To escape her husband, Cheryl Hinson fled more than 800 miles with her two young children, slept in shelters and legally changed her name to Margaret O'Brien.
After seven months, she thought she was free from Terry Hinson, a convicted murderer whom she accused of beating her and the children.
She was wrong.
In August, Clearwater police officers knocked on her apartment door and arrested her on a Tennessee warrant for interfering with her husband's custody of the children. Jarrett, 5, and Grace, 2, were taken into state custody.
Since then, family members from Tennessee to Florida have fought over where to keep the children while their mother remained behind bars at the Pinellas County Jail.
On Wednesday, Pinellas-Pasco Circuit Judge Raymond Gross decided to send the children back to Tennessee.
They will remain in state custody until a judge can sort out all the allegations and determine whether either parent should have the children.
Ms. O'Brien, wearing an orange jail uniform, sobbed after the judge's decision, clinging to her mother and stepfather before she was escorted from the courtroom.
"Say anything you want about Cheryl, but she has always been a wonderful mother," said Pauline Andrus, Ms. O'Brien's mother. "She was trying to save herself and her children. This is one of those things that never should have happened."
Mrs. Andrus, who lives in Mount Dora, said her daughter told her in January that she was leaving the family's home in Hohenwald, Tenn., because Hinson had abused her and the children for years. She also told her mother that Hinson had threatened to kill her.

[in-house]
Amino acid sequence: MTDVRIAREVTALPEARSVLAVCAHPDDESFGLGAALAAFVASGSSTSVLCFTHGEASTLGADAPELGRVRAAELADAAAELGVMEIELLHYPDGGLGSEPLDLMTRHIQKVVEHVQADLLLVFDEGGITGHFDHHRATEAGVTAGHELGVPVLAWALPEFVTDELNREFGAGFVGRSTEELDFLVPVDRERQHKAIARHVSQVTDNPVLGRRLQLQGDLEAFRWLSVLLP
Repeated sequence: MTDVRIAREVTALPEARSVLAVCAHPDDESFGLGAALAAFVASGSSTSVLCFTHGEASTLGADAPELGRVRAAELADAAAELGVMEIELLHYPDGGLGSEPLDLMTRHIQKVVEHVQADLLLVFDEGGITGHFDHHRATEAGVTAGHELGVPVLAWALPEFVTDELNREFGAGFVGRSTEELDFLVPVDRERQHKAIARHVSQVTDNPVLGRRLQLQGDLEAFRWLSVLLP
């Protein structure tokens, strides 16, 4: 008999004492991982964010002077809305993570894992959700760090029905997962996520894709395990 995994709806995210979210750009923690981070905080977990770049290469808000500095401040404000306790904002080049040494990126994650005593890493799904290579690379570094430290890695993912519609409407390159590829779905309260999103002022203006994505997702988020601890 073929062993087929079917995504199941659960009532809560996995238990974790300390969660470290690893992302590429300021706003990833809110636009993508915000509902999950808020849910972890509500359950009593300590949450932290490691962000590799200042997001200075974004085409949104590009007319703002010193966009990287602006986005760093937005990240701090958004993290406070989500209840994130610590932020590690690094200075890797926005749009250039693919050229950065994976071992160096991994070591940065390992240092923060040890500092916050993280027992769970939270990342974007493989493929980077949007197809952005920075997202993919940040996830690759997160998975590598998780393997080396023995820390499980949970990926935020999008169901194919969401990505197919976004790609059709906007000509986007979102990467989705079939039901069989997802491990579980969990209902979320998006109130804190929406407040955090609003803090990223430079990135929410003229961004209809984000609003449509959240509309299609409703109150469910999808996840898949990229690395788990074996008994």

No evidence of the allegations was brought up in the hearing, but Gross said he was concerned and would not give the children to their father.
"In light of the allegations, I'll be very cautious here," the judge said. "My hands are tied. This is a fight that has to be fought in Tennessee."
Maria Padoan, a child protective investigator with the Pinellas County Sheriff's Office, recommended that the children be kept away from their father. When it appeared that might not happen, she resigned.
At one point, she said one of her supervisors was leaning toward having the children placed with the father in Tennessee.
"They wanted me to write in a report that the children be either placed in the father's custody or in a (state) shelter up in Tennessee," Padoan said earlier in the week.
"I resigned. I said "the job's not worth it,' " she said. "I just feel, what's the sense of learning all this knowledge about child protective investigations and not being able to apply it?"
Kim McQueen, a victim advocate at an Ocala shelter where the family stayed for several months this year, said the children suffer from nightmares, insomnia and the fear of being alone because of their father's abuse.
Court records show Terry Hinson, 41, spent 13 years in prison for killing Richard Magoon on Oct. 14, 1978. Hinson, who will be on parole until 2043, could not be reached for comment.
The Hinsons met while he still was in prison, Ms. Andrus said. The two began writing letters back and forth after Ms. O'Brien answered an ad in the newspaper.
She didn't know her pen pal was in prison at first because his mother mailed his letters for him. She later agreed to marry him before he was released from prison, Mrs. Andrus said.
In April, Hinson filed for divorce and for custody of their children. Ms. O'Brien said she didn't know that because she already had left Tennessee and should not be penalized for taking the children.
But she faces criminal charges in Pinellas County for interfering with her husband's custody.
_ Times staff writer Curtis Krueger and researcher Caryn Baird contributed to this report.